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As PMLA tightens grip on crypto, here's how other nations regulate VDAs

As India strengthens the regulatory framework over the cryptocurrency sector, here is a list of countries that have taken a shot at addressing this complex issue

cryptocurrency | PMLA

Ajinkya Kawale  |  New Delhi 

Photo: Bloomberg

The Ministry of Finance’s March 7 decision to place virtual digital assets (VDAs), which include cryptocurrencies and non-fungible tokens (NFTs), under the purview of the Prevention of Money Laundering Act (PMLA) will introduce a layer of compliance for firms involved in the industry.

Crypto entities will be obligated to record transaction and client data, monitor compliance, and report suspicious activities while empowering the Enforcement Directorate (ED) to investigate suspected crypto-related financial wrongdoings. Moreover, last year, Finance Minister Nirmala Sitharaman introduced a flat 30 per cent tax on profits from transferring crypto assets and NFTs.

As India strengthens the regulatory framework over the sector, here is a list of countries that have taken a shot at addressing this complex issue.

Australia: With the market size of its crypto exchange industry pegged at reportedly $58.9 million, crypto assets, which are or form a chunk of an investment or exchange-traded product, require an Australian Financial Services Licence (AFSL) in view of the current financial services regime under the Corporations Act (2001). Firms involved with the crypto sector need to report suspicious transactions, comply with the anti-money laundering (AML) and counter-terrorism financing (CTF) regime to curb financial and terror crimes from the crypto industry,

Russia: In July 2020, Russian President Vladimir Putin issued a regulation on digital financial assets (DFA) that legalised transactions. However, cryptocurrencies are barred from exchanging goods and services in the country. Last year, the Central Bank of Russia (CBR) reiterated its stance and recommended a ban on cryptocurrencies, citing them as risky. The Russian Ministry of Finance has pushed for crypto regulations.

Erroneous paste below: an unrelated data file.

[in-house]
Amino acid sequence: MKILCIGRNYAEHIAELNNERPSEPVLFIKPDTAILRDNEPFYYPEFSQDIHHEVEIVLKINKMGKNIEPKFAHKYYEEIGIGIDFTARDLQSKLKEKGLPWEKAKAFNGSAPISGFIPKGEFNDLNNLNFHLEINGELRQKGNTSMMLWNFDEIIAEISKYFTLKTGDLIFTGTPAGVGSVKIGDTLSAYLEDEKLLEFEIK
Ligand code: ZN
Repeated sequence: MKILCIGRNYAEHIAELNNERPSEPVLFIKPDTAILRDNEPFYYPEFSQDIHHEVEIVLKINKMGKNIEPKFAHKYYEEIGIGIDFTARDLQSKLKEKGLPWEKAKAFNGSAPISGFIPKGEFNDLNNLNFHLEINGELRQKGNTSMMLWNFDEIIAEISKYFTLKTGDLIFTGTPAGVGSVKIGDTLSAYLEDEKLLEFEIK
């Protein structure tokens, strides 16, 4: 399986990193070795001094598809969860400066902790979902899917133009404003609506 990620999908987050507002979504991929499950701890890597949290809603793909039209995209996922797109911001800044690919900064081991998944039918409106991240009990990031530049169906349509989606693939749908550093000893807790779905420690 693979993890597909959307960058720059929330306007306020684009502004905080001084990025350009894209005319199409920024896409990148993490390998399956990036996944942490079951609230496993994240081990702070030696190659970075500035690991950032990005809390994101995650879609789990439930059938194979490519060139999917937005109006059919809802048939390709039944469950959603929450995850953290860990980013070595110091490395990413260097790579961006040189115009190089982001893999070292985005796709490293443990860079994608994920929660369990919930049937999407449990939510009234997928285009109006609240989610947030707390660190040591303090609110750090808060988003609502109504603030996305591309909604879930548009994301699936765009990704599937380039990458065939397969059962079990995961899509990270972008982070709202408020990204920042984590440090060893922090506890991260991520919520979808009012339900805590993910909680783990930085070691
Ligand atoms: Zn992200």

China: The government of Asia's largest economy has cracked down on cryptocurrencies and crypto mining in the past few years. In 2017, the country sanctioned crypto-trading and banned platforms from offering an ICO (Initial Coin Offering). Equivalent to an equity market's initial public offering (IPO), an ICO enables a company to issue a cryptocurrency token representing a stake in a company or a project. In 2021, Chinese regulatory bodies banned all trading and transactions involving crypto. However, while the government outlawed forms of crypto trade, Chinese residents already holding forms of cryptocurrency, such as Bitcoin and Ethereum, among others, do not violate any existing laws.

United States: In the United States, agencies such as the Securities and Exchange Commission (SEC), Commodity Futures Trading Commission (CFTC), Federal Trade Commission (FTC), Internal Revenue Service (IRS), Financial Crimes Enforcement Network (FinCEN), and the Comptroller of the Currency (OCC) engage with regulations concerned with the crypto industry. Regulating crypto-activities is a complex and tough nut to crack in the United States with multiple prevailing challenges. For instance, regulators such as the SEC and the CFTC have scrambled to categorise cryptocurrency jurisdiction as a security, commodity, or currency.